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Euronews: Slim Abandons KPN Bid

Paul Rainford
10/17/2013

Also in today's EMEA roundup: EE boss says 4G investment could be cut; eircom turns on IPTV; mobile data boosts TeliaSonera.

  • Carlos Slim, the billionaire owner of América Móvil S.A. de C.V. , has abandoned -- for the time being at least -- his $9.5 billion bid to take control of KPN Telecom NV (NYSE: KPN), reports Reuters. Slim has been thwarted in his ambitions to increase his near-30 percent stake in the operator by a foundation associated with KPN, which exercised an option to award itself around 50 percent of the voting stock. KPN CEO Eelco Blok, however, has not ruled out re-starting talks with the Mexican tycoon. (See Euronews: KPN Foundation Blocks Slim's Bid and Euronews: Slim Makes Move on KPN.)

  • EE boss Olaf Swantee isn't happy: He's been telling the Financial Times (subscription required) that if proposals by UK regulator Ofcom to massively increase some spectrum license fees get the green light, his company would have to cut its investment in 4G infrastructure development. This could put the brakes on EE's plan to launch what it describes as the UK's first commercially available 4G home broadband service, which, as The Guardian reports, will initially be available in a remote corner of the northern English county of Cumbria from November 11. (See Q&A: EE Evolves Its 4G LTE Strategy.)

  • Irish incumbent eir has flicked the switch on its new IPTV service, eVision, which will be available to those of its customers who subscribe to eFibre, the company's high-speed fiber broadband service. The service will cost from €10 (US$13) a month. Full details are available in this press release.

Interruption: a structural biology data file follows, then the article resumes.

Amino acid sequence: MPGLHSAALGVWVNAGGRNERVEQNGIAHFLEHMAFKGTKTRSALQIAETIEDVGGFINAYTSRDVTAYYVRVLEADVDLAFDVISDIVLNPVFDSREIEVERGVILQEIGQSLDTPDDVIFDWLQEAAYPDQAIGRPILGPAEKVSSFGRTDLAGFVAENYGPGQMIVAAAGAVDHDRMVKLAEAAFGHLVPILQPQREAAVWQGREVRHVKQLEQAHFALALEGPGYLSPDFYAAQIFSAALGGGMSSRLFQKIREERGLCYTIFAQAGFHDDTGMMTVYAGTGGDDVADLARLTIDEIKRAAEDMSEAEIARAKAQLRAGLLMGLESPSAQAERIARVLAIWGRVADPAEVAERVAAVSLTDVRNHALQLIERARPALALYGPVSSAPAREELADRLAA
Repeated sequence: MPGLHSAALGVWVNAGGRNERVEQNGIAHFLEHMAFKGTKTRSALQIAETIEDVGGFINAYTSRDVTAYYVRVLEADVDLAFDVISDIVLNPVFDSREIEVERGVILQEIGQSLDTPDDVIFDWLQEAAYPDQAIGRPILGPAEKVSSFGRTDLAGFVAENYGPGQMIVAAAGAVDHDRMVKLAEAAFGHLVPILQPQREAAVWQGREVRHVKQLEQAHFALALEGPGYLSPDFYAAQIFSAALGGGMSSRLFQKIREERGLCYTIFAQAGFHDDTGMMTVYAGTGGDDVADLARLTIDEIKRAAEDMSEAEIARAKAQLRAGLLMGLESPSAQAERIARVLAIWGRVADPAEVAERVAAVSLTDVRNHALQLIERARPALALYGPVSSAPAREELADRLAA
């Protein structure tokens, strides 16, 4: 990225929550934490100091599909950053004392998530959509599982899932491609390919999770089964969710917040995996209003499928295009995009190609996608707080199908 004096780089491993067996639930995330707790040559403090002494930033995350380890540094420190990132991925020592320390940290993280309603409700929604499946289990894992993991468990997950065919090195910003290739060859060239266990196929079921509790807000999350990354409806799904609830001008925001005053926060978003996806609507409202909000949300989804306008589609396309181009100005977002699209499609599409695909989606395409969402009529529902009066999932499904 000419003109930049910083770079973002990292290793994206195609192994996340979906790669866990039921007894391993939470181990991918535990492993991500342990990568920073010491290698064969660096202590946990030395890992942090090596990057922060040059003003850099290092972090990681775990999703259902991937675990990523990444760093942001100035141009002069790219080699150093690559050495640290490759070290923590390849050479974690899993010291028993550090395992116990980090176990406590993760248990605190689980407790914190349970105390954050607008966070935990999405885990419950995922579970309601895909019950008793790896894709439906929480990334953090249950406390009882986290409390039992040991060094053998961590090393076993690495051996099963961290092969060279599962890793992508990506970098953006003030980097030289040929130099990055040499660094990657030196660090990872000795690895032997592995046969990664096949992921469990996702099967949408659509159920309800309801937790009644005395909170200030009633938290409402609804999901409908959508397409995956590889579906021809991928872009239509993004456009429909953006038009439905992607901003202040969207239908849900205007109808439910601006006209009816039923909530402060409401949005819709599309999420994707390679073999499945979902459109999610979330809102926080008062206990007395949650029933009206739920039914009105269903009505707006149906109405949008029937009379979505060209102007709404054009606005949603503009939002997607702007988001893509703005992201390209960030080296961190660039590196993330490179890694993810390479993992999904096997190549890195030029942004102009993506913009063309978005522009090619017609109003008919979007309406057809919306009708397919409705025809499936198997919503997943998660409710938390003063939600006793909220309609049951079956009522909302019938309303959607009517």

• Nordic operator Telia Company , which has a strong presence in Eurasian markets, has reported third-quarter net income up 15.1 percent year-on-year to 4.6 billion Swedish kroner ($714 million). In a statement, Johan Dennelind, the recently appointed chairman and CEO, attributed much of the growth to new mobile-data pricing models.

  • The higher price it had to pay for premium soccer content hit fiscal first-quarter profits at UK satellite broadcaster Sky . Profit before tax for the three months to September 30 reached £245 million ($393 million), compared with £288 million ($462 million) a year earlier. The increase in the cost of Premier League soccer rights -- from £540 million ($867 million) a year to £760 million ($1.2 billion) a year -- was partly fuelled by the entry of BT into the UK's sports pay-TV sector. (See BT's Got Balls.)

    — Paul Rainford, Assistant Editor, Europe, Light Reading

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    macster
    macster
    10/21/2013 | 7:44:26 PM
    Re: Football follies
    In Sky's case, the cost is essentially amortised over basic Sky sub + Sports package + etc. You have people like me, spending very little time in the UK, but still have the full package of 80+ quid a month.

    Would love to know how BT Sport is doing though. I understand it's given free if you just get BT Broadband? Would love to know figures there.
    mendyk
    mendyk
    10/17/2013 | 9:23:40 AM
    Football follies
    $1.2 billion for EPL -- sorry, BPL -- rights works out to more than $3.1 million per match (assuming the rights cover every single contest, including both Stoke v. Hull snoozers). Must be a struggle to turn a profit on that.
    mendyk
    mendyk
    10/17/2013 | 9:18:18 AM
    Re: Was that wise?
    Whine seems to be in favor among CEOs this season. Poor guys must be under a lot of pressure or something.
    Ray@LR
    [email protected]
    10/17/2013 | 8:52:54 AM
    Was that wise?
    I do wonder if it's wise for operators such as EE to bring their complainst about regulators out into the open and essentially issue a threat about cutting capex.

    I'm not saying Ofcom is right or that th fees should go up but it's counterproductive, in my view, to be whining about it to the financial media. 
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